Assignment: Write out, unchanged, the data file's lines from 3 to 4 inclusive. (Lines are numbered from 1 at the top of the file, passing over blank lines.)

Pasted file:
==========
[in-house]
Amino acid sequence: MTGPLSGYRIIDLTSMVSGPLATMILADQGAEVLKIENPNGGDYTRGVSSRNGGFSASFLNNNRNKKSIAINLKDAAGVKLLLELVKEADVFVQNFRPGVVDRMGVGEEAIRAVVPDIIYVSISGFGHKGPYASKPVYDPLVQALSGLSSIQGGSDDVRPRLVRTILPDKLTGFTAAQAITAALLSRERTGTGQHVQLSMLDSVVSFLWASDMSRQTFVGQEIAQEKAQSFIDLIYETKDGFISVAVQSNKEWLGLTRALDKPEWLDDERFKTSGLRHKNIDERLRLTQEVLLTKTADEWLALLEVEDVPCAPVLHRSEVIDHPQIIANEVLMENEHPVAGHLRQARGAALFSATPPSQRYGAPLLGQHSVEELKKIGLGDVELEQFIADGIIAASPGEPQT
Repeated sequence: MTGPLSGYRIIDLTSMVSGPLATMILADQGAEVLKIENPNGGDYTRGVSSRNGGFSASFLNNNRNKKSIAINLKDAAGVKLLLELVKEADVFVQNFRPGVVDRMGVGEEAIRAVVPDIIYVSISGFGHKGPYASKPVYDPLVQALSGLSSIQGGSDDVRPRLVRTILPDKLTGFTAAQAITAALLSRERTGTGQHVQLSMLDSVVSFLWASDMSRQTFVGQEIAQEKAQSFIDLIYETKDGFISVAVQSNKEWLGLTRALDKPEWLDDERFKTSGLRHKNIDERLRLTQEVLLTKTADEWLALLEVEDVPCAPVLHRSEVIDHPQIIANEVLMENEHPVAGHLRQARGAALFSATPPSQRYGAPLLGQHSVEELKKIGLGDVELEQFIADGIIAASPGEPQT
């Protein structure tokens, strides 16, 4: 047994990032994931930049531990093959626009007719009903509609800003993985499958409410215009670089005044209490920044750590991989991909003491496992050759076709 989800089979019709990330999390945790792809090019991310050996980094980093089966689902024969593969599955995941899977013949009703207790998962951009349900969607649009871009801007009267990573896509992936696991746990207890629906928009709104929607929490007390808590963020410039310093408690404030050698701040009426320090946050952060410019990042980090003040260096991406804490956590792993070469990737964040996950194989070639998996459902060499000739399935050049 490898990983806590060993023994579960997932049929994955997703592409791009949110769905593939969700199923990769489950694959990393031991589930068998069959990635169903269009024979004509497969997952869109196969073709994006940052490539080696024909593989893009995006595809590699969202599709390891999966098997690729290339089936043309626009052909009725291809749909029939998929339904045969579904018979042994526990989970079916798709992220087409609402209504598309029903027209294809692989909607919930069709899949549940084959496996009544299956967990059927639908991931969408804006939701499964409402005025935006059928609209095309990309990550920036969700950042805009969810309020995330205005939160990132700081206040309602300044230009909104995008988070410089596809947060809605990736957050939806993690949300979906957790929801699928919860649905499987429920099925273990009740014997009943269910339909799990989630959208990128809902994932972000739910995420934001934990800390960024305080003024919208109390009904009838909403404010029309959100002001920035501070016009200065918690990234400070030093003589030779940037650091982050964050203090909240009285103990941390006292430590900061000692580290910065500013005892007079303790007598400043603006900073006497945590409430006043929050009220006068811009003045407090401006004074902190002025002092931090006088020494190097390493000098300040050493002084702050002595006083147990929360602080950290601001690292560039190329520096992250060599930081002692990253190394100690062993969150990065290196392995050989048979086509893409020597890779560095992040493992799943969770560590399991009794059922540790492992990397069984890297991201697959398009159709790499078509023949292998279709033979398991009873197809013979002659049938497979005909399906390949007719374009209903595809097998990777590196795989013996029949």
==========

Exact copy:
Repeated sequence: MTGPLSGYRIIDLTSMVSGPLATMILADQGAEVLKIENPNGGDYTRGVSSRNGGFSASFLNNNRNKKSIAINLKDAAGVKLLLELVKEADVFVQNFRPGVVDRMGVGEEAIRAVVPDIIYVSISGFGHKGPYASKPVYDPLVQALSGLSSIQGGSDDVRPRLVRTILPDKLTGFTAAQAITAALLSRERTGTGQHVQLSMLDSVVSFLWASDMSRQTFVGQEIAQEKAQSFIDLIYETKDGFISVAVQSNKEWLGLTRALDKPEWLDDERFKTSGLRHKNIDERLRLTQEVLLTKTADEWLALLEVEDVPCAPVLHRSEVIDHPQIIANEVLMENEHPVAGHLRQARGAALFSATPPSQRYGAPLLGQHSVEELKKIGLGDVELEQFIADGIIAASPGEPQT
């Protein structure tokens, strides 16, 4: 047994990032994931930049531990093959626009007719009903509609800003993985499958409410215009670089005044209490920044750590991989991909003491496992050759076709 989800089979019709990330999390945790792809090019991310050996980094980093089966689902024969593969599955995941899977013949009703207790998962951009349900969607649009871009801007009267990573896509992936696991746990207890629906928009709104929607929490007390808590963020410039310093408690404030050698701040009426320090946050952060410019990042980090003040260096991406804490956590792993070469990737964040996950194989070639998996459902060499000739399935050049 490898990983806590060993023994579960997932049929994955997703592409791009949110769905593939969700199923990769489950694959990393031991589930068998069959990635169903269009024979004509497969997952869109196969073709994006940052490539080696024909593989893009995006595809590699969202599709390891999966098997690729290339089936043309626009052909009725291809749909029939998929339904045969579904018979042994526990989970079916798709992220087409609402209504598309029903027209294809692989909607919930069709899949549940084959496996009544299956967990059927639908991931969408804006939701499964409402005025935006059928609209095309990309990550920036969700950042805009969810309020995330205005939160990132700081206040309602300044230009909104995008988070410089596809947060809605990736957050939806993690949300979906957790929801699928919860649905499987429920099925273990009740014997009943269910339909799990989630959208990128809902994932972000739910995420934001934990800390960024305080003024919208109390009904009838909403404010029309959100002001920035501070016009200065918690990234400070030093003589030779940037650091982050964050203090909240009285103990941390006292430590900061000692580290910065500013005892007079303790007598400043603006900073006497945590409430006043929050009220006068811009003045407090401006004074902190002025002092931090006088020494190097390493000098300040050493002084702050002595006083147990929360602080950290601001690292560039190329520096992250060599930081002692990253190394100690062993969150990065290196392995050989048979086509893409020597890779560095992040493992799943969770560590399991009794059922540790492992990397069984890297991201697959398009159709790499078509023949292998279709033979398991009873197809013979002659049938497979005909399906390949007719374009209903595809097998990777590196795989013996029949």